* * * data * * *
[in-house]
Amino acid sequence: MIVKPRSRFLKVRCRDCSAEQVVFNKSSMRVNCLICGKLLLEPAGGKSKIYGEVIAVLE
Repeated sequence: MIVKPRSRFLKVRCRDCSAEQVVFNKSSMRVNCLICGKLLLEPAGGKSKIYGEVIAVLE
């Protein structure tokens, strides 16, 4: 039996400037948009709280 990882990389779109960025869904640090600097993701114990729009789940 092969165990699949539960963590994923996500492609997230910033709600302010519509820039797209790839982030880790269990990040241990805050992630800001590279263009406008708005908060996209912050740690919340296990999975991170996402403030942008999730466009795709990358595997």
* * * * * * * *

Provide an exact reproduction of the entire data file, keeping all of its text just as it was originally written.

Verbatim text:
[in-house]
Amino acid sequence: MIVKPRSRFLKVRCRDCSAEQVVFNKSSMRVNCLICGKLLLEPAGGKSKIYGEVIAVLE
Repeated sequence: MIVKPRSRFLKVRCRDCSAEQVVFNKSSMRVNCLICGKLLLEPAGGKSKIYGEVIAVLE
């Protein structure tokens, strides 16, 4: 039996400037948009709280 990882990389779109960025869904640090600097993701114990729009789940 092969165990699949539960963590994923996500492609997230910033709600302010519509820039797209790839982030880790269990990040241990805050992630800001590279263009406008708005908060996209912050740690919340296990999975991170996402403030942008999730466009795709990358595997």